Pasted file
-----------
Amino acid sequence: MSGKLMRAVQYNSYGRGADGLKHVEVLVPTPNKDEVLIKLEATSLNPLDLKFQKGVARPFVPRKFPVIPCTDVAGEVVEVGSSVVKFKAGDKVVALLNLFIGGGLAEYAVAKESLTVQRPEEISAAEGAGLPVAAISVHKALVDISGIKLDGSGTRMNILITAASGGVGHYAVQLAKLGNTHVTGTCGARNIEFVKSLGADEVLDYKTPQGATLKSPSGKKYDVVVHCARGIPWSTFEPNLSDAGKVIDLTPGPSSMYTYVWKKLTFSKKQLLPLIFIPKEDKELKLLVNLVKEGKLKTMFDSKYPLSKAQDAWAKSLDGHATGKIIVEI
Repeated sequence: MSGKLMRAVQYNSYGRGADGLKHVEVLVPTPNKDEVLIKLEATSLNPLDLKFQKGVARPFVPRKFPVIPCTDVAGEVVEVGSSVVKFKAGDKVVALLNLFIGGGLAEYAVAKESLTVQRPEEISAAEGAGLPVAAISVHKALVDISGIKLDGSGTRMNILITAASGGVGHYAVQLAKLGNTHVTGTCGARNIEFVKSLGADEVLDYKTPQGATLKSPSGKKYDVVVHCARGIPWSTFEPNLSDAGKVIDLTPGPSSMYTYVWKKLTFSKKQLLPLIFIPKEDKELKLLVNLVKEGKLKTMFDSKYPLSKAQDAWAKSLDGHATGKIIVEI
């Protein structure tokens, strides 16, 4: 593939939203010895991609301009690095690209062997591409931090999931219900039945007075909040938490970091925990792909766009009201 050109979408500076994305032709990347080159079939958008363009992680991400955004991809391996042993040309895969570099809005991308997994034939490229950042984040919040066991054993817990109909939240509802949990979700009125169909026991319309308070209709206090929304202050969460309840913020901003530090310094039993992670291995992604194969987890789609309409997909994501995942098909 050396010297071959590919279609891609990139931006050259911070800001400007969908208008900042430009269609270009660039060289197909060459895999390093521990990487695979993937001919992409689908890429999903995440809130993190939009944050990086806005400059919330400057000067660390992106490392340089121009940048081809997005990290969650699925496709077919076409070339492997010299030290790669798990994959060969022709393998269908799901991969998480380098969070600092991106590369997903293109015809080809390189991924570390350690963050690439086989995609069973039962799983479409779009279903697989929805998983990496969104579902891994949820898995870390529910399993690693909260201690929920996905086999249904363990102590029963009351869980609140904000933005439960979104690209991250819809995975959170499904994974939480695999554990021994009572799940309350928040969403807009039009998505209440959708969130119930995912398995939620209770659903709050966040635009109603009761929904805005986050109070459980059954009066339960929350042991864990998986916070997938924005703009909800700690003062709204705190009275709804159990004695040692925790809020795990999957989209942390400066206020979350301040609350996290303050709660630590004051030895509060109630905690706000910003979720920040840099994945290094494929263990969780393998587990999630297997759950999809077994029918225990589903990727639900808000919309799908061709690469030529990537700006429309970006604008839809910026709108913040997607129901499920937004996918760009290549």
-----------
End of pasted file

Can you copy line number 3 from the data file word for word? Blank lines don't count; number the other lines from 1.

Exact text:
């Protein structure tokens, strides 16, 4: 593939939203010895991609301009690095690209062997591409931090999931219900039945007075909040938490970091925990792909766009009201 050109979408500076994305032709990347080159079939958008363009992680991400955004991809391996042993040309895969570099809005991308997994034939490229950042984040919040066991054993817990109909939240509802949990979700009125169909026991319309308070209709206090929304202050969460309840913020901003530090310094039993992670291995992604194969987890789609309409997909994501995942098909 050396010297071959590919279609891609990139931006050259911070800001400007969908208008900042430009269609270009660039060289197909060459895999390093521990990487695979993937001919992409689908890429999903995440809130993190939009944050990086806005400059919330400057000067660390992106490392340089121009940048081809997005990290969650699925496709077919076409070339492997010299030290790669798990994959060969022709393998269908799901991969998480380098969070600092991106590369997903293109015809080809390189991924570390350690963050690439086989995609069973039962799983479409779009279903697989929805998983990496969104579902891994949820898995870390529910399993690693909260201690929920996905086999249904363990102590029963009351869980609140904000933005439960979104690209991250819809995975959170499904994974939480695999554990021994009572799940309350928040969403807009039009998505209440959708969130119930995912398995939620209770659903709050966040635009109603009761929904805005986050109070459980059954009066339960929350042991864990998986916070997938924005703009909800700690003062709204705190009275709804159990004695040692925790809020795990999957989209942390400066206020979350301040609350996290303050709660630590004051030895509060109630905690706000910003979720920040840099994945290094494929263990969780393998587990999630297997759950999809077994029918225990589903990727639900808000919309799908061709690469030529990537700006429309970006604008839809910026709108913040997607129901499920937004996918760009290549």